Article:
The senior author of this thujone report, Dr. John Casida, has synthesized and studied a major category of synthetic potent neurotoxic chemicals (13), the cage convulsants (Fig. 2), which were discovered to be noncompetitive GABAA receptor antagonists acting at the picrotoxinin site (13â15). One of these drugs, t-butyl bicylcophosphorothionate (TBPS), is a major research tool used to assay GABA receptors by radioligand binding (16). Synthetic butyrolactones with convulsant and anticonvulsant actions also have been described for the picrotoxinin site (17). In addition, this drug target appears to be the site of action of the experimental convulsant pentylenetetrazol (18) and numerous polychlorinated hydrocarbon insecticides, including dieldrin (Fig. 2) and a-endosulfan, mentioned in Höld et al. (6). This was demonstrated independently by both Dr. Casida (19, 20) and another author of the report, Dr. Toshio Narahashi (21), who has been a pioneer in mechanism studies on many drugs and toxins.
The report of Höld et al. (6) convincingly demonstrates that thujone acts as a GABAA receptor antagonist by four lines of evidence: (i) the symptoms of poisoning and protection by benzodiazepines and barbiturates resemble those of other GABA blockers like picrotoxinin; (ii) a strain of insects resistant to picrotoxin and GABA-blocking insecticides like dieldrin is resistant to thujone; (iii) thujone competitively inhibits the binding of a radioactive cage convulsant to the picrotoxin/ convulsant site on GABAA receptors in mammalian brain membranes; and (iv) thujone reversibly blocks GABAA receptor chloride currents in mammalian neurons. These actions are shown not to be caused by ethanol. In addition, the authors demonstrate the nature and activity of the major metabolites of thujone in mammalian brain and liver. They demonstrate that a-thujone is 2.3 times more active than b-thujone in binding and that 7-hydroxya- thujone and dehydro-a-thujone are toxic but not as potent as a-thujone. It would have been nice to have additional biological potencies for b-thujone because it is more abundant than a-thujone in wormwood and active in the binding test. If the two stereoisomers had differed in activity it would have provided even stronger evidence that the GABAA receptor is the drug target. It is possible or likely that both isomers have some activity. Likewise, the high abundance of the metabolite 7-hydroxy thujone suggests the possibility that some of the pharmacological actions may ensue from this substance.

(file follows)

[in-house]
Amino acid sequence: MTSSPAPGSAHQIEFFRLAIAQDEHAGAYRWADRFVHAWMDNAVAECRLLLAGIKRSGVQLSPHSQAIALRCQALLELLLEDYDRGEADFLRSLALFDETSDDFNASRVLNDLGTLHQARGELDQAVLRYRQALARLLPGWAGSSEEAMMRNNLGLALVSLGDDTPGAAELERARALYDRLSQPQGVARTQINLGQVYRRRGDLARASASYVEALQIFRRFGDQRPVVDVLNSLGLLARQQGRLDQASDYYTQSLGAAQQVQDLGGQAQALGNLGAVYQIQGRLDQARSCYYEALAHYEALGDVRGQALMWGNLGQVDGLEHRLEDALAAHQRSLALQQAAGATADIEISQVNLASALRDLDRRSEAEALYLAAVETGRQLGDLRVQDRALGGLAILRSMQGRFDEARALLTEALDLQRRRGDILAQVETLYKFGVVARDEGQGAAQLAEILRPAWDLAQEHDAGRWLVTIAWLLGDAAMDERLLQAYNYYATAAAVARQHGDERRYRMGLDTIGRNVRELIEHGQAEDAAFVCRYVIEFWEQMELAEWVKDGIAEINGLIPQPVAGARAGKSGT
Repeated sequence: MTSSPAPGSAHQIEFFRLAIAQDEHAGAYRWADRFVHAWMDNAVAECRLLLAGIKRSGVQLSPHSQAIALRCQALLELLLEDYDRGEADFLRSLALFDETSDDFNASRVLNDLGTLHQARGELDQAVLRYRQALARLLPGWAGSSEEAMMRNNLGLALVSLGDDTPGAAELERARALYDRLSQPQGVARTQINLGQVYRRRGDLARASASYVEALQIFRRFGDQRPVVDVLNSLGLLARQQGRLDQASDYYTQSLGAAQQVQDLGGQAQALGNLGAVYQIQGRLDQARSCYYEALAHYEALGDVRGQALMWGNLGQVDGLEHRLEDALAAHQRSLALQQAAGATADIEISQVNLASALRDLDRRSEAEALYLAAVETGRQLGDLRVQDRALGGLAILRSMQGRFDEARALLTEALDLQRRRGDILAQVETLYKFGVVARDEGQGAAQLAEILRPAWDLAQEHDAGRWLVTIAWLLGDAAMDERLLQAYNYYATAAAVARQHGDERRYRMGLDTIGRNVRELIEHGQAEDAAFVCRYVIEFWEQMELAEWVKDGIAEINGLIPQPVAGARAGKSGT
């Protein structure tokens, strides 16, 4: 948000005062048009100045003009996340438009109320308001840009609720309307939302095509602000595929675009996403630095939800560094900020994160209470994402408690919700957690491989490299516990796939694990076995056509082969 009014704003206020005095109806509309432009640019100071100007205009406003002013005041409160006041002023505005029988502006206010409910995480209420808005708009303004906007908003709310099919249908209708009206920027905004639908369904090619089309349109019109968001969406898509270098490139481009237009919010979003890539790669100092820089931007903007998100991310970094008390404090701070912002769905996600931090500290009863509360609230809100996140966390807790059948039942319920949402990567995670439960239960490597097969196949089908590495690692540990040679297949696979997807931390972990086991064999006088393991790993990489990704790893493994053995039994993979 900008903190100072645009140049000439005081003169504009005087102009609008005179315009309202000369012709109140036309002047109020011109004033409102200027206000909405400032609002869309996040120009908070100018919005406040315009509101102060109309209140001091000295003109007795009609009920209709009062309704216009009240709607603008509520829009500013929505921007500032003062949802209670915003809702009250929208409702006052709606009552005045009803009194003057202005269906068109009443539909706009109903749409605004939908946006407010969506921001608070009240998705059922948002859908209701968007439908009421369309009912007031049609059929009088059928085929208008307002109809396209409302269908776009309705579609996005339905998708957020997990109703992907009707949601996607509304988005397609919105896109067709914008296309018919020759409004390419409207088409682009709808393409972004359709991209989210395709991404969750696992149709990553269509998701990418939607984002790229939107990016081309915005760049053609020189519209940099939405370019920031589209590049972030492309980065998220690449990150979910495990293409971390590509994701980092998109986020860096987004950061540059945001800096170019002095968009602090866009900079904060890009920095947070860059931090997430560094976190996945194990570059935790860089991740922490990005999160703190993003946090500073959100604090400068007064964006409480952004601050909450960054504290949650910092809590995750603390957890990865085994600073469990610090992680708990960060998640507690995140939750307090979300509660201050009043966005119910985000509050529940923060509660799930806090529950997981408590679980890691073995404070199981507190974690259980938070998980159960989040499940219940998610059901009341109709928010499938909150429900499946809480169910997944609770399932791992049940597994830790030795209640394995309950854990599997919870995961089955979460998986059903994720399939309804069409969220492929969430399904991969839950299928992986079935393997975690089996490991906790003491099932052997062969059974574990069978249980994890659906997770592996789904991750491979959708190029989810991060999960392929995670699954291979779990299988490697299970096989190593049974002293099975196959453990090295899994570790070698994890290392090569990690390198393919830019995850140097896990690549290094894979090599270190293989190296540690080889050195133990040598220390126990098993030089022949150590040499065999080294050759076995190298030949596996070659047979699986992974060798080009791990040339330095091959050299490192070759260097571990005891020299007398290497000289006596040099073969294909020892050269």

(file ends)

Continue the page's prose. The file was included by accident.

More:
Now why would a drug with toxic and convulsant actions possibly be considered pleasant or at least desirable? A speculation that thujone might behave in a manner similar to tetrahydrocannabinol, the active ingredient of marijuana, was ruled out (22): thujone has a low affinity for cannabinoid receptor binding sites but none of the pharmacological actions, such as locomotor activity (open field test), immobility (ring stand test), and analgesia (hot plate test). Thus cannabinoids, but not thujone, are central nervous system depressants, like a sleeping pill. Thujone, like picrotoxin, is excitatory on the brain (analeptic). Such an agent may produce mood elevation and antidepressant effects. One may note the anxiogenic and possibly alerting effect of GABA antagonists, as opposed to the anxiolytic, sedative, but also amnestic effects of GABAenhancing drugs like benzodiazepines and ethanol (9, 10, 23). Do not forget, however, that in absinthe one is balancing the effect of thujone with the intoxicating, disinhibitory, and depressant effects of ethanol, not to mention those of the other herbal ingredients of oil of wormwood and others added to the myriad recipes for absinthe now in existence.
I will leave with this quote of Oscar Wilde about absinthe: "After the first glass, you see things as you wish they were. After the second, you see them as they are not. Finally, you see things as they really are, which is the most horrible thing in the world" (2).
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eds. Endo, M., Kurachi, Y.&Mishina, M. (Springer,
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11. Porter, L. A. (1967) Chem. Rev. (Washington, DC)
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20. Cole, L. M. & Casida, J. E. (1986) Life Sci. 39,
21. Narahashi, T. (1989) in Insecticide Action: From
Molecule to Organism, eds. Narahashi, T. & Chambers,
J. E. (Plenum, New York), pp. 55â84.
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23. Paul, S. M. (1995) in Psychopharmacology: The
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Proceedings of the National Academy of Sciences USA (PNAS)
April 25, 2000 — vol. 97 — no. 9 — 4417-4418
A Classic Cocktail
Add to iced tumbler, shake and strain into a cocktail glass:
1 dash orgeat syrup
1 spoonful cream
1 dash of absinthe
As to who was the original "goat" cheered by this cup, records are at least vague.
The Old Waldorf-Astoria Bar Book
Popular Science Articles
- The Taxonomy of "Wormwoods" and related Artemisia Species
- The Life of an Anise-Flavored Alcoholic Beverage
- α-Thujone: γ-Aminobutyric acid type A receptor modulation
- AOAC Official Thujone Detection Method
- Absinthe - W. Arnold, Scientific American
- Systematic Misinformation about Thujone in Pre-ban Absinthe
- General misconceptions about the wormwood-flavoured spirit absinthe